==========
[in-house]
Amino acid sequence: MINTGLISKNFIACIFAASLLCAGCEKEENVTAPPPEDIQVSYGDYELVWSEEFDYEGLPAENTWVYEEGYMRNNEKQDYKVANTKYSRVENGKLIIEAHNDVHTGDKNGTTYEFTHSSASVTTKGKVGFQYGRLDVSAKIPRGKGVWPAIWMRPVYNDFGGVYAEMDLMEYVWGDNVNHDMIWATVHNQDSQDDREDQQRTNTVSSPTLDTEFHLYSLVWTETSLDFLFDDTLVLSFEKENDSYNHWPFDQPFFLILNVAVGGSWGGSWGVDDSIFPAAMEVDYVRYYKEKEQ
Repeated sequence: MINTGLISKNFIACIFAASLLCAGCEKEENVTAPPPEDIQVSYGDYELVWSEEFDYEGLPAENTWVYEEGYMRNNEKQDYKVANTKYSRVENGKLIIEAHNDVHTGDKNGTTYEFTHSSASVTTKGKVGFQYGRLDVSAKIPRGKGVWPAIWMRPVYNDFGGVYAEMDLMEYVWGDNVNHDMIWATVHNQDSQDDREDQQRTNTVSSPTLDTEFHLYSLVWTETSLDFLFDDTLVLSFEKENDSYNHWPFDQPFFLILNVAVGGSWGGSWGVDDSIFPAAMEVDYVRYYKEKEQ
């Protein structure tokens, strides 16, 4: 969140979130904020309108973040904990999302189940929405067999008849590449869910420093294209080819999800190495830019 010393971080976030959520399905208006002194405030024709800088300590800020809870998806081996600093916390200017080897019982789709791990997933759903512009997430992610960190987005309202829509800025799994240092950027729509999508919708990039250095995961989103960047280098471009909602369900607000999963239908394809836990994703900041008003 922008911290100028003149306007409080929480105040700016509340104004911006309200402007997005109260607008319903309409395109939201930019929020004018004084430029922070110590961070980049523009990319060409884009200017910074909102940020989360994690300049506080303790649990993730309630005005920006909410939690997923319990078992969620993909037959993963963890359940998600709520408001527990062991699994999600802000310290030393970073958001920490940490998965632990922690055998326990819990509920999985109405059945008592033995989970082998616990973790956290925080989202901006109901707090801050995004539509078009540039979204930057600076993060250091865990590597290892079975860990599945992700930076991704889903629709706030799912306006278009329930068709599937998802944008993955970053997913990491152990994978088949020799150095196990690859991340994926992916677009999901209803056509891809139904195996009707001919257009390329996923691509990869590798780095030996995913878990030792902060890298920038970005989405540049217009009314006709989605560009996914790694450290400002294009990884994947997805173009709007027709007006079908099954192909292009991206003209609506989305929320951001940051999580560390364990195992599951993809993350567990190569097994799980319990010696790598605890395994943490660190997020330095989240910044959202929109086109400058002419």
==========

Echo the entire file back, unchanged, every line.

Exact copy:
[in-house]
Amino acid sequence: MINTGLISKNFIACIFAASLLCAGCEKEENVTAPPPEDIQVSYGDYELVWSEEFDYEGLPAENTWVYEEGYMRNNEKQDYKVANTKYSRVENGKLIIEAHNDVHTGDKNGTTYEFTHSSASVTTKGKVGFQYGRLDVSAKIPRGKGVWPAIWMRPVYNDFGGVYAEMDLMEYVWGDNVNHDMIWATVHNQDSQDDREDQQRTNTVSSPTLDTEFHLYSLVWTETSLDFLFDDTLVLSFEKENDSYNHWPFDQPFFLILNVAVGGSWGGSWGVDDSIFPAAMEVDYVRYYKEKEQ
Repeated sequence: MINTGLISKNFIACIFAASLLCAGCEKEENVTAPPPEDIQVSYGDYELVWSEEFDYEGLPAENTWVYEEGYMRNNEKQDYKVANTKYSRVENGKLIIEAHNDVHTGDKNGTTYEFTHSSASVTTKGKVGFQYGRLDVSAKIPRGKGVWPAIWMRPVYNDFGGVYAEMDLMEYVWGDNVNHDMIWATVHNQDSQDDREDQQRTNTVSSPTLDTEFHLYSLVWTETSLDFLFDDTLVLSFEKENDSYNHWPFDQPFFLILNVAVGGSWGGSWGVDDSIFPAAMEVDYVRYYKEKEQ
């Protein structure tokens, strides 16, 4: 969140979130904020309108973040904990999302189940929405067999008849590449869910420093294209080819999800190495830019 010393971080976030959520399905208006002194405030024709800088300590800020809870998806081996600093916390200017080897019982789709791990997933759903512009997430992610960190987005309202829509800025799994240092950027729509999508919708990039250095995961989103960047280098471009909602369900607000999963239908394809836990994703900041008003 922008911290100028003149306007409080929480105040700016509340104004911006309200402007997005109260607008319903309409395109939201930019929020004018004084430029922070110590961070980049523009990319060409884009200017910074909102940020989360994690300049506080303790649990993730309630005005920006909410939690997923319990078992969620993909037959993963963890359940998600709520408001527990062991699994999600802000310290030393970073958001920490940490998965632990922690055998326990819990509920999985109405059945008592033995989970082998616990973790956290925080989202901006109901707090801050995004539509078009540039979204930057600076993060250091865990590597290892079975860990599945992700930076991704889903629709706030799912306006278009329930068709599937998802944008993955970053997913990491152990994978088949020799150095196990690859991340994926992916677009999901209803056509891809139904195996009707001919257009390329996923691509990869590798780095030996995913878990030792902060890298920038970005989405540049217009009314006709989605560009996914790694450290400002294009990884994947997805173009709007027709007006079908099954192909292009991206003209609506989305929320951001940051999580560390364990195992599951993809993350567990190569097994799980319990010696790598605890395994943490660190997020330095989240910044959202929109086109400058002419």